John Collins wrote: >
There do exist consistent approaches to set theory where you do have a universal set and can therefore consider taking complements to be a sinle-argument operation. to bypass the obvious paradox (that any set can be used to make a necessarily larger powerset) you need to concoct a map from the universal set onto its own powerset.
I was not thinking of that one but rather to the inconsistency that appears when one wants to consider things like "the set of all sets that do not containe themselves".
The easiest way to do this is to have lots of 'urelements' or' indivisible but somehow different sets, which can then be mapped to larger sets in the powerset. If you find urelements philosophically objectionable (which most computationally-minded people do)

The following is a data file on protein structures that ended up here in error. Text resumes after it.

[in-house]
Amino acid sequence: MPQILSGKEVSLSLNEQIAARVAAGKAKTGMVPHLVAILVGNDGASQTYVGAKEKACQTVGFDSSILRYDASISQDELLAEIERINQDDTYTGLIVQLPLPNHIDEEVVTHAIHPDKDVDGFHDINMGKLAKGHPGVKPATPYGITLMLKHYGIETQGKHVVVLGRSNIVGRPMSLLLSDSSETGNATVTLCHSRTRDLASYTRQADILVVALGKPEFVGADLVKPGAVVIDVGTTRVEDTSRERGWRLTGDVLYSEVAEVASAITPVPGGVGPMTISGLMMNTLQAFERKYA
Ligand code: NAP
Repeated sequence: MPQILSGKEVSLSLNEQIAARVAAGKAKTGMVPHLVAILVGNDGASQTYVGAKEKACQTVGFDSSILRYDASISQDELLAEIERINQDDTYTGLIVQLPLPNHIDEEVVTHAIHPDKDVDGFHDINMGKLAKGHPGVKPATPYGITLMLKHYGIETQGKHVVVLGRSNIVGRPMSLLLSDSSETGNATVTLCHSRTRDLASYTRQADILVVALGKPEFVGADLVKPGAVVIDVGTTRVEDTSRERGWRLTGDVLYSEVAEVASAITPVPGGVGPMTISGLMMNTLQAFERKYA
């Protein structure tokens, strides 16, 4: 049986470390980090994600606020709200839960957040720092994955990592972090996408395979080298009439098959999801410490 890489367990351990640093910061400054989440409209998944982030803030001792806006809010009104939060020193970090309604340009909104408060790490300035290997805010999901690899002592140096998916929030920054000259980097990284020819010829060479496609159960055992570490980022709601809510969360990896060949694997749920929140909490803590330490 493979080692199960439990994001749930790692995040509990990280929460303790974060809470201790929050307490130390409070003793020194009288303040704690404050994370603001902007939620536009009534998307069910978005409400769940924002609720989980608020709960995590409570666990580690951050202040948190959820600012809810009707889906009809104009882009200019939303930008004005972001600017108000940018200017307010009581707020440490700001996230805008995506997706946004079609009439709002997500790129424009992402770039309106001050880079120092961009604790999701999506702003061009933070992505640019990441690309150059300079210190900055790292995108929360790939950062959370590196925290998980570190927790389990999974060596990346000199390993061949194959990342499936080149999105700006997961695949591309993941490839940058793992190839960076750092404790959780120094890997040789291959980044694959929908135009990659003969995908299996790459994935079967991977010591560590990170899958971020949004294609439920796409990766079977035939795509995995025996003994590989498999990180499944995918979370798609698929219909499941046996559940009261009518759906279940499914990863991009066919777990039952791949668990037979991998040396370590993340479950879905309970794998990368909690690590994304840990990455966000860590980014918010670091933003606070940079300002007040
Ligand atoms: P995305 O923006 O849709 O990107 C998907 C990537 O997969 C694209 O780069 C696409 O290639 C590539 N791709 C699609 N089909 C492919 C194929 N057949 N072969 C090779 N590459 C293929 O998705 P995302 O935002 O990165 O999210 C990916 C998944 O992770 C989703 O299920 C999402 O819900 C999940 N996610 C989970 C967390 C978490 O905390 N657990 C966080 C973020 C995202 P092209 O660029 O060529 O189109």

This is the first time I heard of such things as 'urelements' and I haven't that faintest idea of what that might be but, for sure, I must be severely "computationally-minded".
then there exist other more difficult approaches: Try a google search for "Alonzo Church", "Willard Quine" or "Thomas Forster" to see some people who have tried...
I have heard of the first two but not on that topic.